Running a creative business

The difference between running a great project and a great business

On time, on budget and a happy client. So often, that’s the entire focus of a creative business. If you get this stuff right, then the rest should take care of itself? You’d certainly think so.

Profitable project management

I’ve been thinking about this a lot recently. We’ve built a great product, that teams love to use. They tell us on a daily basis (mostly, you can’t please everyone of course)! The philosophy has always been that if we can create a great product that teams love to use, then the data input by those teams is going to be more accurate. More accurate data, means business owners can make better decisions for the future of their business.

Obviously, nothing is ever 💯 (although the last Avengers movie got pretty close). This is why we’re currently focussing heavily on what’s making businesses, not just projects tick – how we move from creative project management software, to creative business management software.

We’ve recently introduced new elements to the ‘job page’. You can now see a ‘burn up’ projection for the job that you’re viewing. You can see how the job is tracking, based on how much time has been spent, and how close you are to the deadline for the job. It’s a great way to stay on track, work out when you need to ramp things up to get to the finish line, and also when to slow down and go and ask for more money.

Streamtime | Project Management

You can see how expenses are tracking on the job, and importantly, your profit margin. With time tracked, syncing real time to the job, and teams logging time more often, projects / jobs certainly seem to be running better – at least that’s what we’re told.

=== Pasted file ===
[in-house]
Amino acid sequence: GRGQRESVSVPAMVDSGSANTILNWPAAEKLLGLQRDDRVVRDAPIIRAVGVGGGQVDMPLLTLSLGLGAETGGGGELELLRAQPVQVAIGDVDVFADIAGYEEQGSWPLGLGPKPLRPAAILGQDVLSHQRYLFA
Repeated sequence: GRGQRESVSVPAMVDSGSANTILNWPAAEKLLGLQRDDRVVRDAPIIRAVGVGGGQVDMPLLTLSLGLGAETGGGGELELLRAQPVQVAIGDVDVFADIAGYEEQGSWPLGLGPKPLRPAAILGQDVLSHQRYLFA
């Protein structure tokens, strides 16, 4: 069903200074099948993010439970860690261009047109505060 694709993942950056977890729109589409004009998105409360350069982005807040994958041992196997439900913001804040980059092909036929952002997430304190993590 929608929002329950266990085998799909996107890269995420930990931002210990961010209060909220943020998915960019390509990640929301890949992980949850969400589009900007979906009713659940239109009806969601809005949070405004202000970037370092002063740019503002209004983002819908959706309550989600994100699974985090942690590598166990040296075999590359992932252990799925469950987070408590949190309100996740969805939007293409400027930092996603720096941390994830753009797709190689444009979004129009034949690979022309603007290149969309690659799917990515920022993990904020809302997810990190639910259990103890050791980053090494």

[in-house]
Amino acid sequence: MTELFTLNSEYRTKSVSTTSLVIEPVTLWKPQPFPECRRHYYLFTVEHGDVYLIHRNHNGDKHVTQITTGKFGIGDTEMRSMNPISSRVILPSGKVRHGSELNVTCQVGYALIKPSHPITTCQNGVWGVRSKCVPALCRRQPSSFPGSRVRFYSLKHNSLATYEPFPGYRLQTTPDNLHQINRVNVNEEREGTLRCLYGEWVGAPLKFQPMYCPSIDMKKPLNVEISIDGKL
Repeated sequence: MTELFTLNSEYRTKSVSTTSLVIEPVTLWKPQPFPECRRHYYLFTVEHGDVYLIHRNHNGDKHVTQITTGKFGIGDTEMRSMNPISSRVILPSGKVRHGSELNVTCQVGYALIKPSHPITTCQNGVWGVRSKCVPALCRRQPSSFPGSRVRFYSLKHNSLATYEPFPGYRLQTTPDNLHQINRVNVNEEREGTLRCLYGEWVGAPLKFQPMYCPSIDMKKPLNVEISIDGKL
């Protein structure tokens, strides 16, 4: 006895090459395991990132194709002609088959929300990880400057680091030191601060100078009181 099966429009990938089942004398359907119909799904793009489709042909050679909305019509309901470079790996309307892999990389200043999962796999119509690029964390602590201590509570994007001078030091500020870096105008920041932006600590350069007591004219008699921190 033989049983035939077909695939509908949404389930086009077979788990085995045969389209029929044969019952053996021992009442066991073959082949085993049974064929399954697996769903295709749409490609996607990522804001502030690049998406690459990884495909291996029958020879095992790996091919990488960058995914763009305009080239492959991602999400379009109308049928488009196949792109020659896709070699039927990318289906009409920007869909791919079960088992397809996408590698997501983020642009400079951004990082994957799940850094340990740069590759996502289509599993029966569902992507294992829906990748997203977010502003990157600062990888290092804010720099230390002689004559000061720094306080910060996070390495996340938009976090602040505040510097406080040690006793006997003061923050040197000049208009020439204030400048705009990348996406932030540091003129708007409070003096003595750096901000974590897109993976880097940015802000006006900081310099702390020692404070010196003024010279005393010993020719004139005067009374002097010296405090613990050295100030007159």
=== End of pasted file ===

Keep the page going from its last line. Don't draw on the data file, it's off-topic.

Better projects, happier teams, happier clients. Sorted. Right?

No. Because these are just parts of an incomplete puzzle.

Profitable business management

Running a business (a creative one at that) is a huge juggling act. Successfully fighting fires, to desperately chasing deadlines (trying not to drown in the process) is a feat that you’d think deserves a good pat on the back. But what about having enough cash in the bank to pay the team, hopefully yourself, and your suppliers, and the bills, and your software subscriptions (of course)?

In the past, I’ve always tried to keep things simple. Forecast how much money is going out of the business this month, this quarter, this year and how much money needs to come in to make all that worthwhile. Then, make sure I don’t kill myself and others in the process (not forgetting the dreaded tax bill – money in your account that looks nice, but was never really yours).

Do you know these numbers right now? Off the top of your head? They’re basically the numbers that are the difference between stepping in and out of business. Do you know who your top clients are? Are they top because they deliver the most revenue for your business? Are they the same clients that make you the most profit?

Fame vs Finances

The old adage of “the clients that make you money and the clients that make you famous” is still very alive in creative businesses today. It’s a scary balancing act. You want work that you enjoy doing, that keeps the team happy, but too often that sense of satisfaction comes from a pro-bono or heavily discounted arts / cause based client. It’s only when you lose one or two of those “clients that make you money” that you realise you don’t have a business based on the rest.